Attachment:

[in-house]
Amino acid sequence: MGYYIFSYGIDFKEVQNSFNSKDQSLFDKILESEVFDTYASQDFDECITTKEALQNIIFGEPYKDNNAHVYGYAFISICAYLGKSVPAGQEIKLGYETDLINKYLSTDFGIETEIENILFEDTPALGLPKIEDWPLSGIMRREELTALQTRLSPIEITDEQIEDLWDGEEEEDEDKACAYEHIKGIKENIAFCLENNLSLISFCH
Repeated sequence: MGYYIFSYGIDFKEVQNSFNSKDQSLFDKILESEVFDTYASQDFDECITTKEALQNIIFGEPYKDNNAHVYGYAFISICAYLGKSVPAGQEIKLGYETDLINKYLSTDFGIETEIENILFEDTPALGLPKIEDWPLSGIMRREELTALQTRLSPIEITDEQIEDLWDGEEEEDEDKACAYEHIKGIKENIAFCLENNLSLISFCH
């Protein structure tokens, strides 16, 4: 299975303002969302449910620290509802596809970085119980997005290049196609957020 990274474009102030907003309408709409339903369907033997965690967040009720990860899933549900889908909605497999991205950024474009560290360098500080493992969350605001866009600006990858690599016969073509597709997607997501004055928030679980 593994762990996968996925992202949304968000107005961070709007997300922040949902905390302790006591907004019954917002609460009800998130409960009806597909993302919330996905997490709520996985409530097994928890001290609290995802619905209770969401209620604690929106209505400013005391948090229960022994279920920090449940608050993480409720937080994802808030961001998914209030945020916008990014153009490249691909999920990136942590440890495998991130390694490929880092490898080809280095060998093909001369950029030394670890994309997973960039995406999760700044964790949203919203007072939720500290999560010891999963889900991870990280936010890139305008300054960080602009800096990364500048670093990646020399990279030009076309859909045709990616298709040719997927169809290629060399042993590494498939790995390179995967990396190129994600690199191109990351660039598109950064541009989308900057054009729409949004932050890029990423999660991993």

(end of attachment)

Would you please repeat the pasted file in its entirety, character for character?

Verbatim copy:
[in-house]
Amino acid sequence: MGYYIFSYGIDFKEVQNSFNSKDQSLFDKILESEVFDTYASQDFDECITTKEALQNIIFGEPYKDNNAHVYGYAFISICAYLGKSVPAGQEIKLGYETDLINKYLSTDFGIETEIENILFEDTPALGLPKIEDWPLSGIMRREELTALQTRLSPIEITDEQIEDLWDGEEEEDEDKACAYEHIKGIKENIAFCLENNLSLISFCH
Repeated sequence: MGYYIFSYGIDFKEVQNSFNSKDQSLFDKILESEVFDTYASQDFDECITTKEALQNIIFGEPYKDNNAHVYGYAFISICAYLGKSVPAGQEIKLGYETDLINKYLSTDFGIETEIENILFEDTPALGLPKIEDWPLSGIMRREELTALQTRLSPIEITDEQIEDLWDGEEEEDEDKACAYEHIKGIKENIAFCLENNLSLISFCH
């Protein structure tokens, strides 16, 4: 299975303002969302449910620290509802596809970085119980997005290049196609957020 990274474009102030907003309408709409339903369907033997965690967040009720990860899933549900889908909605497999991205950024474009560290360098500080493992969350605001866009600006990858690599016969073509597709997607997501004055928030679980 593994762990996968996925992202949304968000107005961070709007997300922040949902905390302790006591907004019954917002609460009800998130409960009806597909993302919330996905997490709520996985409530097994928890001290609290995802619905209770969401209620604690929106209505400013005391948090229960022994279920920090449940608050993480409720937080994802808030961001998914209030945020916008990014153009490249691909999920990136942590440890495998991130390694490929880092490898080809280095060998093909001369950029030394670890994309997973960039995406999760700044964790949203919203007072939720500290999560010891999963889900991870990280936010890139305008300054960080602009800096990364500048670093990646020399990279030009076309859909045709990616298709040719997927169809290629060399042993590494498939790995390179995967990396190129994600690199191109990351660039598109950064541009989308900057054009729409949004932050890029990423999660991993």